In the first of a series of regular columns for The Advocate-Messenger, Centre College President John A. Roush talks higher education, the American dream and the power of philanthropy. He is a regular contributor to professional journals in the areas of leadership, governance and finance in higher education, and intercollegiate sport.
ROUSH: Higher education and the American dream
It’s a fair assessment to say that the business model of higher education in this country is broken. How we reached this point is complicated, and the biggest casualty of this sad state of affairs may be the American dream itself.
A college degree has long been the ticket to upward mobility, a primary way to contribute to the greater good and make a better life for self and family. However, access to the opportunities afforded by this educational accomplishment seems further and further out of reach.
Families understandably suffer from sticker shock when they see the cost of tuition, and reports of the levels of student loan debt being carried by graduates are alarming.
In short, a great many American families are deciding, before they even give a college education a chance, that it is too expensive, not worth the sacrifice, and not a worthy return on investment.
So, how do we fix it?
Philanthropy has always been and remains one of the clearest solutions to our ailing educational system, and I would say it is one of the wisest investments that can be made in individual potential and our collective future as a nation.
I was reminded of this recently while speaking at Davidson College for the 25th anniversary celebration of the Bonner Scholars Program.
Created in 1990 by the Bonner Foundation of Princeton, New Jersey, the Bonner Scholars Program provides access to college students who have little or no means to pay for college and an opportunity for them to become civically engaged during their college careers. I was asked to speak on this occasion because Centre is one of the 87 American colleges and universities that comprise the National Bonner Program.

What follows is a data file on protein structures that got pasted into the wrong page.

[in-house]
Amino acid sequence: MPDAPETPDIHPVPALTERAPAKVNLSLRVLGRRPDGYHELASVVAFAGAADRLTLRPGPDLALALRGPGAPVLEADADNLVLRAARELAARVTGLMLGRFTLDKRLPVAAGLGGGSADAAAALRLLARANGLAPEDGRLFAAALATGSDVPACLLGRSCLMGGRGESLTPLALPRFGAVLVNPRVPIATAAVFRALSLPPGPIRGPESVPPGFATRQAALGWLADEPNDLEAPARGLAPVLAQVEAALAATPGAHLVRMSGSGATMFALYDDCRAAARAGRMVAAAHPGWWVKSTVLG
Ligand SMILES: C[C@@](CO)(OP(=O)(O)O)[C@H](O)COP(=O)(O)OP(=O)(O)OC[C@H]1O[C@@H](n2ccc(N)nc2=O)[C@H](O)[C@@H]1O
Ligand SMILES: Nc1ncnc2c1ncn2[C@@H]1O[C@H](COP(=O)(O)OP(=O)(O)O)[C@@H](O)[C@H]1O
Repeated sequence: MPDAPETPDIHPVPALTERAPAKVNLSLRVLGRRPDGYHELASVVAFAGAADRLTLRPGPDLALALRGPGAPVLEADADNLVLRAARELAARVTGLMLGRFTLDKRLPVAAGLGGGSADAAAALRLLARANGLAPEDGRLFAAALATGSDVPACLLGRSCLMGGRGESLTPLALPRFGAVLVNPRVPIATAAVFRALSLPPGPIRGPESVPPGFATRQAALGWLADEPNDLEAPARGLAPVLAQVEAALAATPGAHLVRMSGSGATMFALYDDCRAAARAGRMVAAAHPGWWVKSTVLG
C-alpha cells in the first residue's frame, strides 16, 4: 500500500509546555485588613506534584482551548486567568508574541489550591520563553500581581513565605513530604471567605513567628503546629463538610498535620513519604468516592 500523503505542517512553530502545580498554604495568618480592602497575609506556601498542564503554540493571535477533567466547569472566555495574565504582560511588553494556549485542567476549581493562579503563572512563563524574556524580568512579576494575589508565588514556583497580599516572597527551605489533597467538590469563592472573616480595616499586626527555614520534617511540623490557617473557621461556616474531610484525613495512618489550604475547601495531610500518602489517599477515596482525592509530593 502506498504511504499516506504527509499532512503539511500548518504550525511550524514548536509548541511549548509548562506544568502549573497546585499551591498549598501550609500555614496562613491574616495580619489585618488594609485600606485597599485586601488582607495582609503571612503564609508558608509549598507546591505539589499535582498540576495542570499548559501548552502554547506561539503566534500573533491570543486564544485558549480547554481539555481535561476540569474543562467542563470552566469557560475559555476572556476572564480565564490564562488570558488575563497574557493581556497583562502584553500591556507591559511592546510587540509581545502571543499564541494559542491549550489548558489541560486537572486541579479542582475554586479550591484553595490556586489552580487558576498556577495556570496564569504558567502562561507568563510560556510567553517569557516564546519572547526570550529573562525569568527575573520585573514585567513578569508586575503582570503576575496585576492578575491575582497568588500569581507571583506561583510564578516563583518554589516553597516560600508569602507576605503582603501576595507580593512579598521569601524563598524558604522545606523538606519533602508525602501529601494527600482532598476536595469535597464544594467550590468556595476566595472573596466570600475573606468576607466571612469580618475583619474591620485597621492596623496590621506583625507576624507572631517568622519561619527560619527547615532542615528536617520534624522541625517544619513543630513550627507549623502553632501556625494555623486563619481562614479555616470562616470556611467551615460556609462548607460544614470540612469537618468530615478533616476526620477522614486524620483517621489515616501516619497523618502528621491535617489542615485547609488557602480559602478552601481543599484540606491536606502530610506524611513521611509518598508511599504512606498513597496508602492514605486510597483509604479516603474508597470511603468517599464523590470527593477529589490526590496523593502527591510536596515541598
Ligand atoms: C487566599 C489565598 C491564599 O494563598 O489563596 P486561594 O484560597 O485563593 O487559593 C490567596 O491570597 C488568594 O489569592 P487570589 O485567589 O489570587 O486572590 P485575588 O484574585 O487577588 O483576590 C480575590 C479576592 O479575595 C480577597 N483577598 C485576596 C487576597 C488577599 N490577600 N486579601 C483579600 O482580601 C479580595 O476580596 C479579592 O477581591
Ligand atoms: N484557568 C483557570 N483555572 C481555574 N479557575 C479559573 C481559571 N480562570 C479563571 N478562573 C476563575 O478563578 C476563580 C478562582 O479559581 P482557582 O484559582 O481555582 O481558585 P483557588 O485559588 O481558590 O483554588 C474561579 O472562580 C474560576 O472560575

Plainly stated, the Bonner Foundation has promoted access to colleges by pouring millions of dollars into scholarship opportunities for students from families displaying need. In the process, Bonner sends a signal to those from less-advantaged homes that students from all socioeconomic levels can be at places like Centre, or Davidson, or Berea — and the other 84 campuses they support.
Bonner’s guiding principle is “Access to Education, Opportunity to Serve,” and it resonates well with what places like Centre are trying to accomplish. We want to train citizen-leaders who believe in and work for those things that are good and in the interest of all; who never give up on people, though they may have been given reason to do so; who are strong, but ever mindful of those who are weak; who won’t settle for anything less than a life well lived; and who remind themselves daily that they are blessed.
This kind of philanthropy—giving that makes possible student scholarships—remains a beacon on the hill that sends a signal to young people that they can make their way to college. It is also a foundation stone for those who wish to live in a democratic society that values freedom and choice and opportunity.
I speak from experience.
Thanks to the generosity of our donors, Centre College has recently launched two significant scholarship programs in as many years. The Grissom Scholars Program provides access to high-achieving first-generation college students. The Lincoln Scholars Program is designed for those students who have the capacity and deep desire to change the world.
These two new programs, along with Bonner, lock arms with several other scholarship programs already in place at Centre; namely, the Posse Scholars Program and the Brown Fellows Program. This family of scholarships provides encouragement to countless students and opportunity for hundreds each year.
The investment by our donors in these programs runs to the tens of millions. The return, to borrow an advertising tagline, has and will continue to be priceless, allowing young men and women to make a profound difference for good in their places of work, their communities, our nation, and across the globe.
At my core, I remain an optimist about our nation with its many flaws, as well as our world with its numerous challenges and dangers. I feel the same about American higher education, broken though its business model may be.
It can be fixed, but only one college or university at a time, and only at those places that are prepared to plan strategically and execute smartly. Then, with the help of those who are blessed by the goodness of this nation, we may yet be able to regain the quality of access — high opportunity, if you will — and align it with quality of experience — high achievement.
When remarkable vision is coupled with remarkable giving, the American dream has a chance. This is an opportunity that must not be missed.
This story originally appeared on The Advocate-Messenger website.
July 22, 2015